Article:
Smacking Debate Distracts from Child Abuse Causes
27 July 2005
Smacking Debate Distracts from Main Cause of Child Abuse
Christian Heritage NZ leader Ewen McQueen said that allowing the anti-smacking bill to pass its first reading and go to a select committee would merely distract attention from the main cause of child abuse. McQueen noted that compared with thirty years ago fewer parents smacked their children, and yet child abuse was now at record levels. He said,
"If smacking was directly related to child abuse then we would expect to see less abuse today - not more. However there are now far more child deaths due to abuse than there ever have been. Given this, it is clear that what is driving the increase in child abuse is not the practice of smacking."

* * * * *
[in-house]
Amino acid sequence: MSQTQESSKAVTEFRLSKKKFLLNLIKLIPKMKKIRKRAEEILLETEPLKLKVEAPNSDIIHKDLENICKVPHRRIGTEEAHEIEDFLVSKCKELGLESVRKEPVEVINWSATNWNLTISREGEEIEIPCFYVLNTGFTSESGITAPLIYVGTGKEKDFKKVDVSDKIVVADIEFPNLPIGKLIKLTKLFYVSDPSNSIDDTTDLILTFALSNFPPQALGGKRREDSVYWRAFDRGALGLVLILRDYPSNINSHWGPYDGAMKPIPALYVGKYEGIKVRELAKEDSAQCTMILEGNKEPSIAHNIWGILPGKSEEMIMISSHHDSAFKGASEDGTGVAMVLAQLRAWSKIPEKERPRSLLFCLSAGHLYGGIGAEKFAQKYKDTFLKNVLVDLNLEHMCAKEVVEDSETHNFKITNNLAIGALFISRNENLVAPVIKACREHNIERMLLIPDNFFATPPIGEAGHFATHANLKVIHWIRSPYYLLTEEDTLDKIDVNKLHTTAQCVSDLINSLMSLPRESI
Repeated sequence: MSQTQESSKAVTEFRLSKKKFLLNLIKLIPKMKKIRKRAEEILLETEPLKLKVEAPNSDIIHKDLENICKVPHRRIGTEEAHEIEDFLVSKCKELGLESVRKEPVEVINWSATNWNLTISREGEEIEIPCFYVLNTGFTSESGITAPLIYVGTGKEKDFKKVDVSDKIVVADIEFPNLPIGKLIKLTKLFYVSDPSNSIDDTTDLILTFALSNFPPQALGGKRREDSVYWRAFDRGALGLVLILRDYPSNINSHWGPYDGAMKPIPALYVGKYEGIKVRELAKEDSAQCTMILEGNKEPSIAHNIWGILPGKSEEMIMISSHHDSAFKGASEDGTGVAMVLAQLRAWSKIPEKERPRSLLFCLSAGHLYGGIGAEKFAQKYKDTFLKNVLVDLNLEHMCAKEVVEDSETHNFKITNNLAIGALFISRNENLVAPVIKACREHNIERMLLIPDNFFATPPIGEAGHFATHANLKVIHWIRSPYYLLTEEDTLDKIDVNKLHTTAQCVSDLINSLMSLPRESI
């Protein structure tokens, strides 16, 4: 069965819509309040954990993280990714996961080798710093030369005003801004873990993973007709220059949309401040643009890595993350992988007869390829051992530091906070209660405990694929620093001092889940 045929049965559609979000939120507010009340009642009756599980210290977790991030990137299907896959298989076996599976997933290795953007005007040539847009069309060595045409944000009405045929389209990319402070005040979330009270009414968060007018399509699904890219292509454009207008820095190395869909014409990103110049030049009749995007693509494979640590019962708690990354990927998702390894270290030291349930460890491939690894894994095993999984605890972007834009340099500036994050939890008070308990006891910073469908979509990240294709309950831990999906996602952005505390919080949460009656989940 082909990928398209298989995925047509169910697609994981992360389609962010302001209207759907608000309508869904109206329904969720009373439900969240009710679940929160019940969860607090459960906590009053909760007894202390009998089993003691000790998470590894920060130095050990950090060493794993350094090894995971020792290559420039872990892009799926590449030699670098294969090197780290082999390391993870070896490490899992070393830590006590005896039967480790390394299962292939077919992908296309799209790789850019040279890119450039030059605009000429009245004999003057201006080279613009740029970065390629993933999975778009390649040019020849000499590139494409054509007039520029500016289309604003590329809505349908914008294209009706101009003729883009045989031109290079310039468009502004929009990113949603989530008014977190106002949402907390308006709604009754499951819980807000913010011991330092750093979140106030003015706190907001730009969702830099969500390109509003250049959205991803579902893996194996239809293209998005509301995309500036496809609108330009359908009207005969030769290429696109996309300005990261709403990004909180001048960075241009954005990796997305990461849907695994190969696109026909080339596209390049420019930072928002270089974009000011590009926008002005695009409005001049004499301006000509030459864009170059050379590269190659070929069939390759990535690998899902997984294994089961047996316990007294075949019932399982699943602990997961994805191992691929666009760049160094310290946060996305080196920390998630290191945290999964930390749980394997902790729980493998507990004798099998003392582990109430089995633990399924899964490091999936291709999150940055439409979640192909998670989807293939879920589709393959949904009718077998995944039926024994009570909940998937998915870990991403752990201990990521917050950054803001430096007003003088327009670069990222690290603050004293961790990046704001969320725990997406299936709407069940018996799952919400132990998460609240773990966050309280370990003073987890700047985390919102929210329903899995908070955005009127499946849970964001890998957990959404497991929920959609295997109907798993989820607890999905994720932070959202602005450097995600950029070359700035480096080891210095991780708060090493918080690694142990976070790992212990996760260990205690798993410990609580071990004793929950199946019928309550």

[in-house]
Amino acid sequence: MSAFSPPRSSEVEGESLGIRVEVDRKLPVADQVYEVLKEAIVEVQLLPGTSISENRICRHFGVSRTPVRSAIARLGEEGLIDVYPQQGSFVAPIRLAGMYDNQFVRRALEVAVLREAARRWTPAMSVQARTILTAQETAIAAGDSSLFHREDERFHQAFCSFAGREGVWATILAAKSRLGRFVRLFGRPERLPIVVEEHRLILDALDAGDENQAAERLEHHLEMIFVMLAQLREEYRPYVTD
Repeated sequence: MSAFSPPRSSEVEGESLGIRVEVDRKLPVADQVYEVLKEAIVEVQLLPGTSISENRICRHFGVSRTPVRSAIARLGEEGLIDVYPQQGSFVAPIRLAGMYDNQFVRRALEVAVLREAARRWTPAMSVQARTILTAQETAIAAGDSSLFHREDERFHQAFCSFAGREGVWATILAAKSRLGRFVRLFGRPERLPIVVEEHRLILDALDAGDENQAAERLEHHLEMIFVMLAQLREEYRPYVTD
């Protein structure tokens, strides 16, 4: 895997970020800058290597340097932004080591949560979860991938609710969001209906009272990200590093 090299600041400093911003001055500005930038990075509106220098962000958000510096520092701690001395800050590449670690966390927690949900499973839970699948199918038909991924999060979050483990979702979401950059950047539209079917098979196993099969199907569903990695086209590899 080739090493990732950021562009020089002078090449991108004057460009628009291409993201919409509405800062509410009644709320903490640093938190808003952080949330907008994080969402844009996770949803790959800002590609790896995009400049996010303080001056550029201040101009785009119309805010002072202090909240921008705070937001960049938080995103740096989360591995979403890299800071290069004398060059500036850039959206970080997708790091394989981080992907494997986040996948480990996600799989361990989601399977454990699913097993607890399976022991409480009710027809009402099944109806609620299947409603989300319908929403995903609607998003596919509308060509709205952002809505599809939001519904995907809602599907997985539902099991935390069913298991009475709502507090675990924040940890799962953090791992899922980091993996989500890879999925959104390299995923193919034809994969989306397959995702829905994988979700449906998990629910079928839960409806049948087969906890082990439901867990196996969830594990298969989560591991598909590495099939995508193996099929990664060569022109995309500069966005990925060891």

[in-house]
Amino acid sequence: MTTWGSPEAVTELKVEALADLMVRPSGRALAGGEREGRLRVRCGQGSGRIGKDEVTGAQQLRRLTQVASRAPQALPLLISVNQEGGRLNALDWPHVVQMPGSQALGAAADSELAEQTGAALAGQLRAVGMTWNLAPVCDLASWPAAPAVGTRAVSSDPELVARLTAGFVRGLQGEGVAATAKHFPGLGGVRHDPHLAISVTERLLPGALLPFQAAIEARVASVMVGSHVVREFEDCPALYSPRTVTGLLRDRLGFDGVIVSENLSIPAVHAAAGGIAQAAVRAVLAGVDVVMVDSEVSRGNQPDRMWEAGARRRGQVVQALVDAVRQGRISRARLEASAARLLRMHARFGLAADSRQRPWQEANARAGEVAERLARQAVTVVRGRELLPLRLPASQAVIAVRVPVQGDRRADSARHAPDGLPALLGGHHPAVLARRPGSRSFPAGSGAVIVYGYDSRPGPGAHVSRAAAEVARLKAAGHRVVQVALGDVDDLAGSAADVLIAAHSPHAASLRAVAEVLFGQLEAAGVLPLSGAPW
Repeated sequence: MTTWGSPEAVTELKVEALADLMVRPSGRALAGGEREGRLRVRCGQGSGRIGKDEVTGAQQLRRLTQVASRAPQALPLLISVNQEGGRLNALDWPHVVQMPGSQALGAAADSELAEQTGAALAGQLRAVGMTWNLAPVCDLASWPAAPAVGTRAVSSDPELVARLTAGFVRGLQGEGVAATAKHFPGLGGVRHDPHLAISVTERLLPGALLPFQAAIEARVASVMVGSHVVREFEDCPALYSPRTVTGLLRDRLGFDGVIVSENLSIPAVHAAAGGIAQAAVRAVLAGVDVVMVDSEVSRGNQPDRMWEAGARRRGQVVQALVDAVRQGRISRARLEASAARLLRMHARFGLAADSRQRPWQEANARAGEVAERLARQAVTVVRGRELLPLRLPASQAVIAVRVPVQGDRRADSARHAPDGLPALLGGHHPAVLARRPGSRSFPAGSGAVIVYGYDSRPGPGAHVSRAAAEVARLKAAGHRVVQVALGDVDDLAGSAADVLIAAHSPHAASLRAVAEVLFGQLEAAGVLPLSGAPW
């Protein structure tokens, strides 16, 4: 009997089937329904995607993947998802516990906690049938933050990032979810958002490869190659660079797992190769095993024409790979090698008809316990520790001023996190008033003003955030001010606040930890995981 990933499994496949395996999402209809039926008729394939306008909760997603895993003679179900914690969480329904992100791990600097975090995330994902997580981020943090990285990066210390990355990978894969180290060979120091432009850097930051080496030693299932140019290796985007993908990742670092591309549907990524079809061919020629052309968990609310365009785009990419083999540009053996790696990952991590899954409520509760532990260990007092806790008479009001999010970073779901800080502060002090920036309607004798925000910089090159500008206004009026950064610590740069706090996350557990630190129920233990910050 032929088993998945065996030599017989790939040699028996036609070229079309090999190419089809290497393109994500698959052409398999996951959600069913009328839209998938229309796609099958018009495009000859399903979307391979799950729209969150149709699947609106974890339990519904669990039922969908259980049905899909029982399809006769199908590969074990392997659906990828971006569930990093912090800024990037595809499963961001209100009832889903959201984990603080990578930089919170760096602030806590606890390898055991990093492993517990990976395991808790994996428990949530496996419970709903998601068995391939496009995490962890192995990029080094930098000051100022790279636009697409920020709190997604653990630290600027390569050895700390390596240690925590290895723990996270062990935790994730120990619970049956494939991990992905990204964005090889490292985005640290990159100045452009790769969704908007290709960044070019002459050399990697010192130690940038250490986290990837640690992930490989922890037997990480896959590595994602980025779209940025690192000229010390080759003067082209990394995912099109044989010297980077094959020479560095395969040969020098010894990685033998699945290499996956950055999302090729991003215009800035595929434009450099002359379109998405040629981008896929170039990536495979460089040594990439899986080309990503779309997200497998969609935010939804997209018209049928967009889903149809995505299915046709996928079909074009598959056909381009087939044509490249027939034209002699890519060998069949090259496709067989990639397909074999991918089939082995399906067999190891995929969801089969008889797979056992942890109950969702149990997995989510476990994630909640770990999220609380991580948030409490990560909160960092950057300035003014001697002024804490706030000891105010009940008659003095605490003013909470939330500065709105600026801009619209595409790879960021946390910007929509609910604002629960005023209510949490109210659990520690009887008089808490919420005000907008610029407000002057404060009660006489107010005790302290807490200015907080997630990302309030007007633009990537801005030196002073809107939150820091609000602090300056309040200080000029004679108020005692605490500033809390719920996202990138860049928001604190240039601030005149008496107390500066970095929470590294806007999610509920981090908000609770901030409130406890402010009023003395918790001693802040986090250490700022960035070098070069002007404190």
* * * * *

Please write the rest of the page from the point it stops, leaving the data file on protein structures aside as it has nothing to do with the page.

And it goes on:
The CHNZ leader went on to say that the major cause of child abuse was the casualisation of human relationships in New Zealand society. It was no coincidence that the increasing trend towards more informal family structures had gone hand in hand with the rising rate of child abuse. He stated,
"There is clear evidence that children are at significantly greater risk of abuse in households where the parents are not married, and especially where the father is not the natural father of the child, but is rather the mother's latest partner1."
Mr McQueen said that marriage more than any other type of relationship provided the long-term parental commitment needed to produce stable family life and improved outcomes for children. Only by encouraging such commitment could the rate of child abuse be lowered - not by outlawing smacking.